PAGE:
As a native of this great state I feel privileged: We have great weather, amazing views, and there is always something to do. One pitfall of this beautiful state is the lack of water.
Because of this missing element Coloradans tend to miss out on things like fresh fish and good sushi.
I was watching the original Iron Chef on Food Network one day and was inspired to give sushi a try. I didn’t want to do it on my own so with help from Julia Sandidge, CTV adviser, I learned the basics of making sushi.
She shared with me stories about when she learned how to make sushi from her mother-in-law that settled my fears of messing up this great Asian tradition.
As we talked about her learning experiences, Julia imparted upon me the knowledge that even numbers are considered bad luck in Japanese culture, specifically the number four. This is why there should never be an even number of ingredients in your sushi.
Julia also shared with me that using a wooden bowl and utensil when mixing the rice will prevent temperature and taste changes.
When all of the ingredients were ready: Rice mixed, celery and carrots steamed in soy sauce, and nori roasted, Julia started rolling the first of the sushi.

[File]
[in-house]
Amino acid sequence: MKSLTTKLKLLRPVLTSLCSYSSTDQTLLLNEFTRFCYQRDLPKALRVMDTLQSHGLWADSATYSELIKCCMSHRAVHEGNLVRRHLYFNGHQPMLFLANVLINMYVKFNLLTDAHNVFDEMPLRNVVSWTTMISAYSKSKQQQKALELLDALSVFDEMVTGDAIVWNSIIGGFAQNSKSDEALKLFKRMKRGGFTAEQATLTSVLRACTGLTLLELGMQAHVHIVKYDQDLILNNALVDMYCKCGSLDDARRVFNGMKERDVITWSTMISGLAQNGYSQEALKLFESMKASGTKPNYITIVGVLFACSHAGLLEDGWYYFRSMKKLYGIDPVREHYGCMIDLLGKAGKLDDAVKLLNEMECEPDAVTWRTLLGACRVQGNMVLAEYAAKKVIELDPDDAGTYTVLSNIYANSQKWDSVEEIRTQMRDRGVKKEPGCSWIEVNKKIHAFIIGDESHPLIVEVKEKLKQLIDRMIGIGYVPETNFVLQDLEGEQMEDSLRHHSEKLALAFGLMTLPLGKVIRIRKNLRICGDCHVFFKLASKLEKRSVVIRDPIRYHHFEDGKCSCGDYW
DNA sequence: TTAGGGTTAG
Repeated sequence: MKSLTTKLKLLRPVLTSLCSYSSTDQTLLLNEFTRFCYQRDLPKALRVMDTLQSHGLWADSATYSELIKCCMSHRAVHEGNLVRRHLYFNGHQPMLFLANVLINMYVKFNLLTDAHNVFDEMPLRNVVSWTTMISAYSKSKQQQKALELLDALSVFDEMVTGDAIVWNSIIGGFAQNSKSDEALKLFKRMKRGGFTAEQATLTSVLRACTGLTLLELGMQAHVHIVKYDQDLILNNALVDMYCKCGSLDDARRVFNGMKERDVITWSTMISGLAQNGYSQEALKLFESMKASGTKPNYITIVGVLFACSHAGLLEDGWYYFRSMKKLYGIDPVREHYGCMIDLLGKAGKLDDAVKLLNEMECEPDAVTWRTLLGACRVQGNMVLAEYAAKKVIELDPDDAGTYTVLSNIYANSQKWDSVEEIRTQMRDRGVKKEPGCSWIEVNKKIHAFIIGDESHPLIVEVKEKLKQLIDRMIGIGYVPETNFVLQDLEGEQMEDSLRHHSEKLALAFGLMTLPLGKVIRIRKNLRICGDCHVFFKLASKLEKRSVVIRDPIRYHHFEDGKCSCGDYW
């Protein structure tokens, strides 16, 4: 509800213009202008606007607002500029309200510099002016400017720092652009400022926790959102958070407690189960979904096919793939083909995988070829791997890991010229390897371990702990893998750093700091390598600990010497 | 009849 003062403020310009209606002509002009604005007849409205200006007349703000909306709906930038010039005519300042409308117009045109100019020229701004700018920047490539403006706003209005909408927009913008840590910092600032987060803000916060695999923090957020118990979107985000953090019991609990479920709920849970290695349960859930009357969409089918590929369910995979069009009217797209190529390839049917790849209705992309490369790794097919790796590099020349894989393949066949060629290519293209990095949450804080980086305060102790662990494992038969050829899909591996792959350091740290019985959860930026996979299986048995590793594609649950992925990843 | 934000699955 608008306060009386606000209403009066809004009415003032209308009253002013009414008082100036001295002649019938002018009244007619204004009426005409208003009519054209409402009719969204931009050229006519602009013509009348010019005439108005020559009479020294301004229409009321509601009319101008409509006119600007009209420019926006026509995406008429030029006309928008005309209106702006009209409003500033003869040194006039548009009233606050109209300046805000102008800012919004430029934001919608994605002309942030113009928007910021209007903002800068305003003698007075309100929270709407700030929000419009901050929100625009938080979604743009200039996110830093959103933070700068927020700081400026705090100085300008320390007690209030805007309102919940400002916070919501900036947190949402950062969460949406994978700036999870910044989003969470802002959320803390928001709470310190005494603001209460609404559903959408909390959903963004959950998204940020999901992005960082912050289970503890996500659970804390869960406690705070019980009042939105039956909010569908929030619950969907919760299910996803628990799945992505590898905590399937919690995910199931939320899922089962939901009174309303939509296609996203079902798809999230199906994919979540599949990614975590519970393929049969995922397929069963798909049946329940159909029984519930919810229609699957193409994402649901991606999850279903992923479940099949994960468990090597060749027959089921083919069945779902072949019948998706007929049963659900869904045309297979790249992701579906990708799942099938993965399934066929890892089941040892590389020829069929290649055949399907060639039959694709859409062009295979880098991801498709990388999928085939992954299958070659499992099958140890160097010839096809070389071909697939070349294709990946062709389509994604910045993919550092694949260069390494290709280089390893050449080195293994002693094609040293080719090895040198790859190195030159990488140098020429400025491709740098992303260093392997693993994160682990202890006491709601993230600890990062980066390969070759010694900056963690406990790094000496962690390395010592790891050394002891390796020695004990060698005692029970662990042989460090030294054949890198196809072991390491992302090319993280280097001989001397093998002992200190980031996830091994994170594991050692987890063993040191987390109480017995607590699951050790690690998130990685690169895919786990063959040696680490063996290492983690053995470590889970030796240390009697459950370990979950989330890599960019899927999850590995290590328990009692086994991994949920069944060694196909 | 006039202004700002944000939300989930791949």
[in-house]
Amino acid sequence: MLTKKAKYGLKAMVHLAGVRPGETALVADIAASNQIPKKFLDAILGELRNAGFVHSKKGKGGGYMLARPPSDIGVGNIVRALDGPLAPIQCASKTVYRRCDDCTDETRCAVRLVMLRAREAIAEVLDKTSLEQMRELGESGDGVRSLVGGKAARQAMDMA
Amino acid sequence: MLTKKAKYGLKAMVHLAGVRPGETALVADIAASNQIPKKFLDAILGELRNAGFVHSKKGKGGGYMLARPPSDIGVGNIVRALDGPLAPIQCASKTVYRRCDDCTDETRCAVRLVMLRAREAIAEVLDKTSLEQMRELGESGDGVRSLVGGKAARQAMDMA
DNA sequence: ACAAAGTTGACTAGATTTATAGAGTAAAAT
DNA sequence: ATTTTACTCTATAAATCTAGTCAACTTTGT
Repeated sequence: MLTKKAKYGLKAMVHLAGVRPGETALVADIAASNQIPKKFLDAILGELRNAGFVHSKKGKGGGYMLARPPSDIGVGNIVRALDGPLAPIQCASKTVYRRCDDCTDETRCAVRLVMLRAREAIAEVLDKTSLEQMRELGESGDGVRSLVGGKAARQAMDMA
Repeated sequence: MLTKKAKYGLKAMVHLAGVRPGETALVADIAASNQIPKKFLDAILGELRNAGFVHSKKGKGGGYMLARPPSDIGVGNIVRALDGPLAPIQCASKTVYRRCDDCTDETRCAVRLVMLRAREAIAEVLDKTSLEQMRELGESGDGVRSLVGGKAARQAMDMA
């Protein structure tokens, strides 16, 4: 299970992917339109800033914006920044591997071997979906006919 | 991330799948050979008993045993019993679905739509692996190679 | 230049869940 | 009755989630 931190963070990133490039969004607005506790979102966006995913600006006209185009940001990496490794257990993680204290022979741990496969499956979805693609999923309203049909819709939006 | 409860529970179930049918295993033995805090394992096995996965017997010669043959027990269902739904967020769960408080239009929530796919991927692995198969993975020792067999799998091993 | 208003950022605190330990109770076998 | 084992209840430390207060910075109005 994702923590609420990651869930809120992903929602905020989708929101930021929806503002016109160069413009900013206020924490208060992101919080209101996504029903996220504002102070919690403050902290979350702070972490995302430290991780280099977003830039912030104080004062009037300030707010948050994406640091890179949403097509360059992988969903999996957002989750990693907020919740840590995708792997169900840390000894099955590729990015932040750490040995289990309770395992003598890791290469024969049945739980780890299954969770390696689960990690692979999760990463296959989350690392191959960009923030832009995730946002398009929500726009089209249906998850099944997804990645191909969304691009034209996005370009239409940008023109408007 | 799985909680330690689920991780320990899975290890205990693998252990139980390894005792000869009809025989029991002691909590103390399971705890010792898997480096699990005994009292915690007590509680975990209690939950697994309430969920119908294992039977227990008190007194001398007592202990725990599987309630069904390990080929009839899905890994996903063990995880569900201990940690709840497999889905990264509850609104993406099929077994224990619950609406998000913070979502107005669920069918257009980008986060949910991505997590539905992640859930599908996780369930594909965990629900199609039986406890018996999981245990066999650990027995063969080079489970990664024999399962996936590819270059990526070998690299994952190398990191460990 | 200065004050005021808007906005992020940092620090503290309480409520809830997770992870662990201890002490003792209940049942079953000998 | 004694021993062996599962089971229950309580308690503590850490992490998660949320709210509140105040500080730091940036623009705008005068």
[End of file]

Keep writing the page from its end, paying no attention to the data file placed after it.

After watching her once she threw me in the deep end. At first I was apprehensive but after the second roll I felt confident enough to finish off the rolls.
With a clean, wet knife we began slicing the sushi in half inch slices. Julia’s entire family gathered around to enjoy the fruits of our labors.
It was a very home-y feel reminiscent of cooking with my own family.
L’Chaim and B’Tay Avon (to life and eat well).
Verve editor Liz Sunshine can be reached at firstname.lastname@example.org.
Vinegared Rice (see below)
1 Nori sheet per roll desired
Odd number of ingredients of your choice (try an egg, celery, and carrot combination or a tuna, avocado, and cucumber combination)
Roast nori over a medium heat stove for a minute or two. Place glossy side down on the bamboo roller and spread a layer of the rice mixture starting at the bottom and ending about three-quarters of the way up. Place your choice of ingredients about a quarter of an inch up from the bottom of the nori.
To roll the sushi pick up the bottom and begin rolling until the nori tucks under. Continue to roll, applying slight pressure, until you have reached the end of the nori. To keep the shape roll the sushi up in saran wrap until you are ready to slice.
Slice in 1/2 to 3/4 inch slices with a sharp knife and enjoy.
1 cup Japanese-style rice
1 1/4 cups water
2 parts rice vinegar to 1 part sugar and a pinch of salt (this is to taste)
Rinse white off of rice and let soak in tap water for 15 minutes. Combine rice and water either in a rice cooker or pot and cook according to the package instructions. Combine cooked rice and vinegar mixture in a wood bowl with a wood utensil.
Nori: Dried sheets of seaweed
Imitation crab: A red-edged Alaskan Pollock is generally what is used to replace crab
Veggies: Steaming harder vegetables, like celery or carrots, in soy sauce will soften them for the sushi
To Gather Your Ingredients:
East West Imports, 203 W. Myrtle, Fort Collins, 493-0808
Fort Collins Oriental Market, 1119 W. Drake, Unit C-20 (Cimarron Plaza), Fort Collins, 223-7665
Whole Foods Market, 2201 S. College Ave., Fort Collins, 267-9200